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This article was written by Sally Crosswell

Sally Crosswell has a Bachelor of Laws (Hons), a Bachelor of Communication and a Master of International and Community Development. She also completed a Graduate Diploma of Legal Practice at the College of Law. A former journalist, Sally has a keen interest in human rights law.

Transfer Duty (Qld)


Stamp duty, known as transfer duty in Queensland, is a tax placed on the value of dutiable property in a transaction. The dutiable value is usually the property’s value on the open market. The tax is collected for the State Government by the Office of State Revenue. It is governed by the Duties Act 2001.

Dutiable property

Dutiable property includes

  • land in Queensland;
  • a transferable site area (registered, undeveloped land);
  • an existing right;
  • a Queensland business asset;
  • a chattel in Queensland.

It does not include a security interest, a partner’s interest or a trust interest in a property.

When does transfer duty apply?

Transfer duty must be paid when property is bought, sold or transferred. It is charged when:

  • property is sold or transferred, or when agreement is made for this;
  • a declaration of trust is made over a property;
  • dutiable property is surrendered;
  • property is claimed under law or buy court order;
  • a mortgage is foreclosed;
  • there is a new right on a property’s creation, grant or issue;
  • a partnership acquisition;
  • a property trust is created or terminated;
  • a property trust is acquired or surrendered.

A solicitor or conveyancer normally lodges an application for conveyance duty assessment, and arranges for the duty to be paid, as part of a property settlement.

The duty must also be paid when land or an interest in land is acquired without payment, such as via a declaration of trust, a gift, or a change in ownership. A concession or exemption can be available in some circumstances, such as when a person is a beneficiary of a deceased estate or the transfer is between a married or de facto couple.

A solicitor or conveyancer normally lodges an application for stamp duty assessment, and arranges for the duty to be paid, as part of a property settlement.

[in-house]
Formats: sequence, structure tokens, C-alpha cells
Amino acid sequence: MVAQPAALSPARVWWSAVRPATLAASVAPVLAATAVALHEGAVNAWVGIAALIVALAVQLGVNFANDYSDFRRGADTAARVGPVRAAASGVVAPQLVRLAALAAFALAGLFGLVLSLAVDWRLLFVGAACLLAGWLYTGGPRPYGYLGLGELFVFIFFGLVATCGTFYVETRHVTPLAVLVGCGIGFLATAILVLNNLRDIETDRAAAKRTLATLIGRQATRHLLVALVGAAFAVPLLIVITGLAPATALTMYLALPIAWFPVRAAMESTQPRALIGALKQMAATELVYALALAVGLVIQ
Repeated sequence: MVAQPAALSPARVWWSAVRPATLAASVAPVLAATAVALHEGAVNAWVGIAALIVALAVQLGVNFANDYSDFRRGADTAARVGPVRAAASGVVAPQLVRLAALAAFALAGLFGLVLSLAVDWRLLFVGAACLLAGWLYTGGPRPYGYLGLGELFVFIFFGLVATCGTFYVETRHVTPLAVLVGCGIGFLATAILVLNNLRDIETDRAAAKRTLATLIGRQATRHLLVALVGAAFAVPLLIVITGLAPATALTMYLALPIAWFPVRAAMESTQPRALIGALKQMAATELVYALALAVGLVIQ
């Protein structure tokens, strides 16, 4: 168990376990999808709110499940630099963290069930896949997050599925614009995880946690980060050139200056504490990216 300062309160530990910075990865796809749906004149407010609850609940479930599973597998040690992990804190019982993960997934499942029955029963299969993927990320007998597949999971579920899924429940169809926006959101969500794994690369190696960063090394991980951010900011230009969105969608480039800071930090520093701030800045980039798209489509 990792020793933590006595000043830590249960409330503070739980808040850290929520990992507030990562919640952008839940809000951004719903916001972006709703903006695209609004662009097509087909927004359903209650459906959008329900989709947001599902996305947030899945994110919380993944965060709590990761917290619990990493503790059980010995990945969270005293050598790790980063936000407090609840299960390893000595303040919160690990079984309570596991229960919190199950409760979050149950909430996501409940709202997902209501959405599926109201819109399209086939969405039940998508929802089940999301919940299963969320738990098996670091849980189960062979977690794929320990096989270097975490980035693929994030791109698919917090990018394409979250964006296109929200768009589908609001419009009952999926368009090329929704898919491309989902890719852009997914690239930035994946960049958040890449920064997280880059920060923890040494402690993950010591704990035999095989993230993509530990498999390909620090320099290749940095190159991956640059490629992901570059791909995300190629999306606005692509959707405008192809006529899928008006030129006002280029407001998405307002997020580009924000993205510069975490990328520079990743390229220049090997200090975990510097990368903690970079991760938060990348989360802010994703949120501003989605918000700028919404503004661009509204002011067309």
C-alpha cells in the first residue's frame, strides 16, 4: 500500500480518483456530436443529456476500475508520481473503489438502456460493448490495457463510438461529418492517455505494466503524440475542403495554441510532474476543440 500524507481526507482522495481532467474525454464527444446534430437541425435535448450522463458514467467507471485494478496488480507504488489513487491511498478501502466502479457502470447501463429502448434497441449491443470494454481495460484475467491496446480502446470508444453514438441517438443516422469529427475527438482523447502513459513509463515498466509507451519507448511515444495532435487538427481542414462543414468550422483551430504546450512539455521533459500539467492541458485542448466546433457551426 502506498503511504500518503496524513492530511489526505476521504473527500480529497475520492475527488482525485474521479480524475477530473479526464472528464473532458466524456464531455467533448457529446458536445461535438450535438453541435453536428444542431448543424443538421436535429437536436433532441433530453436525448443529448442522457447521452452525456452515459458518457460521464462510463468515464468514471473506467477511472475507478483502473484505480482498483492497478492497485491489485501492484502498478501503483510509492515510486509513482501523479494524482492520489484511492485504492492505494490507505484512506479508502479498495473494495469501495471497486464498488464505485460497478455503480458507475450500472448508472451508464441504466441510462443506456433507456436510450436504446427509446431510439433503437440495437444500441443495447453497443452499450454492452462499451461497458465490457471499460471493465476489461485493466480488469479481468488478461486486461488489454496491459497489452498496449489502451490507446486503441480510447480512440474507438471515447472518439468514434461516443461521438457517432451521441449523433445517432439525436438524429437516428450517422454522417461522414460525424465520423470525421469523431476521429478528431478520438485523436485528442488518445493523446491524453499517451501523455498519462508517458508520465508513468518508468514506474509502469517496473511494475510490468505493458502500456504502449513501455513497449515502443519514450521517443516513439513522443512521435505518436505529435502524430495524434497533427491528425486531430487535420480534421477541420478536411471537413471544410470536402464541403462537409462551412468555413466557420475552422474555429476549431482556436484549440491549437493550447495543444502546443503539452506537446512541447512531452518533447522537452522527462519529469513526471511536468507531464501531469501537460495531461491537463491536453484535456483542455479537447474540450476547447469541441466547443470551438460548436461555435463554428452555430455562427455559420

How is transfer duty calculated?

As with income tax, transfer duty is calculated using a sliding scale. The standard rates are:

Property value

Less than $5000 = nil

More than $5000 up to $75,000 = 1.5% of the value over $5000

More than $75,000 up to $540,000 = $1050 plus 3.5% of the value over $75,000

More than $540,000 up to $1,000,000 =$17,325 plus 4.5% of the value over $540,000

More than $1,000,000 = $38,025 plus 5.75% of the value over $1,000,000

Transfer duty concessions

A transfer duty concession can apply to some transactions, including the transfer of a home or family business.

Home concessions

A concession can be claimed when acquiring a residence, subject to certain requirements. The concession rate applies to the first $350,000 of the value of the property. The duty could be reduced by up to $7175.The person must move into the home within 1 year of acquiring it and not dispose of the home or any part of it within 1 year.

A first home buyer duty concession applies to an existing home valued up to $550,000. The duty could be reduced by up to $15,925. To qualify, the buyer must be aged over 18, have never owned or co-owned property in Australia or overseas, and have never received a first home vacant land concession. The buyer must move into the home within 1 year of buying it, and live there continuously for at least 1 year.

A first home vacant land concession applies to vacant land valued less than $400,000. The duty could be reduced by up to $7175. If the vacant land is valued less than $250,000, no duty is payable. To be eligible for the concession, a person must:

  • be aged at least 18;
  • have never claimed a first home vacant land concession;
  • have never owned or co-owned property in Australia or overseas;
  • be paying market value if the land is valued between $320,001 and $399,999;
  • build a home on the land and move into it within 2 years of settlement, and not dispose of the home or any part of it within 1 year.

Family business concessions

Transfer duty can be reduced on some business property transactions. A concession is available for primary production businesses transferred to a close relative, and for prescribed businesses that are acquired from a parent or grandparent. The concession applies to the first $500,000 of the value of the property, with duty payable on any value over $500,000.

Transfer duty exemptions

A transfer duty exemption can apply to a range of transactions, such as those outlined below.

Deceased estates

A beneficiary, executor or administrator of a deceased estate does not have to pay transfer duty if the transfer is made under the terms of the will.

Charities

A registered charitable institution can claim an exemption if it acquires property to use solely for a “qualifying exempt purpose” or fundraising. A qualifying exempt purpose includes relieving poverty, caring for the elderly,  the full-time care of children, or religious or educational activities (including kindergartens).

Family transfers

An exemption may be available where the transaction involves a transfer between spouses of an interest in a house, or court orders such as a divorce order or a financial agreement.

Other exemptions

Exemptions can apply to property transactions under other Acts, such as the Industrial Relations Act 1999, the Land Act 1994, the Retirement Villages Act 1999, and the Aboriginal Land Act 1991.

For advice or representation in any legal matter, please contact Armstrong Legal.

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